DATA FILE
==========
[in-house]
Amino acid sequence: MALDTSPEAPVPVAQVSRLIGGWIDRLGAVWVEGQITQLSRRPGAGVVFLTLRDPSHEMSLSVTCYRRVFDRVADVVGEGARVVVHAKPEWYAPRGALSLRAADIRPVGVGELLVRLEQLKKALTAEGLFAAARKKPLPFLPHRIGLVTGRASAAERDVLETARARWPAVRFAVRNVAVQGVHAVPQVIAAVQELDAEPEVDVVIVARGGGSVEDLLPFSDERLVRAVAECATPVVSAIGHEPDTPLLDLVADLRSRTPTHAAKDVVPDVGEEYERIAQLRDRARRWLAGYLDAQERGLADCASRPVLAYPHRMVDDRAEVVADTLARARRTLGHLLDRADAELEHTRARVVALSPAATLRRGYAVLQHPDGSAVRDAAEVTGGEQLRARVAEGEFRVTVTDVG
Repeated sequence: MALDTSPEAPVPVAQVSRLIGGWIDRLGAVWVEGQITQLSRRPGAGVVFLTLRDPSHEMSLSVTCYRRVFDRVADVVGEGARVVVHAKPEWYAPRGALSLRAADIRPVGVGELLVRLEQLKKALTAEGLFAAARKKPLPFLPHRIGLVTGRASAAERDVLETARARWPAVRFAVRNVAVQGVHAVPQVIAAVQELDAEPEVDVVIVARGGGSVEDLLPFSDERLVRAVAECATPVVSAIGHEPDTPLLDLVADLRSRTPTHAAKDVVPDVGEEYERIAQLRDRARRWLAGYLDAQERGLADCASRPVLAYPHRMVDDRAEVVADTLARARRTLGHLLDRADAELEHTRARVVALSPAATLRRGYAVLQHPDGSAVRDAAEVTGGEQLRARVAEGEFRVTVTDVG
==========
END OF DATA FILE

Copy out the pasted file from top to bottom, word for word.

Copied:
[in-house]
Amino acid sequence: MALDTSPEAPVPVAQVSRLIGGWIDRLGAVWVEGQITQLSRRPGAGVVFLTLRDPSHEMSLSVTCYRRVFDRVADVVGEGARVVVHAKPEWYAPRGALSLRAADIRPVGVGELLVRLEQLKKALTAEGLFAAARKKPLPFLPHRIGLVTGRASAAERDVLETARARWPAVRFAVRNVAVQGVHAVPQVIAAVQELDAEPEVDVVIVARGGGSVEDLLPFSDERLVRAVAECATPVVSAIGHEPDTPLLDLVADLRSRTPTHAAKDVVPDVGEEYERIAQLRDRARRWLAGYLDAQERGLADCASRPVLAYPHRMVDDRAEVVADTLARARRTLGHLLDRADAELEHTRARVVALSPAATLRRGYAVLQHPDGSAVRDAAEVTGGEQLRARVAEGEFRVTVTDVG
Repeated sequence: MALDTSPEAPVPVAQVSRLIGGWIDRLGAVWVEGQITQLSRRPGAGVVFLTLRDPSHEMSLSVTCYRRVFDRVADVVGEGARVVVHAKPEWYAPRGALSLRAADIRPVGVGELLVRLEQLKKALTAEGLFAAARKKPLPFLPHRIGLVTGRASAAERDVLETARARWPAVRFAVRNVAVQGVHAVPQVIAAVQELDAEPEVDVVIVARGGGSVEDLLPFSDERLVRAVAECATPVVSAIGHEPDTPLLDLVADLRSRTPTHAAKDVVPDVGEEYERIAQLRDRARRWLAGYLDAQERGLADCASRPVLAYPHRMVDDRAEVVADTLARARRTLGHLLDRADAELEHTRARVVALSPAATLRRGYAVLQHPDGSAVRDAAEVTGGEQLRARVAEGEFRVTVTDVG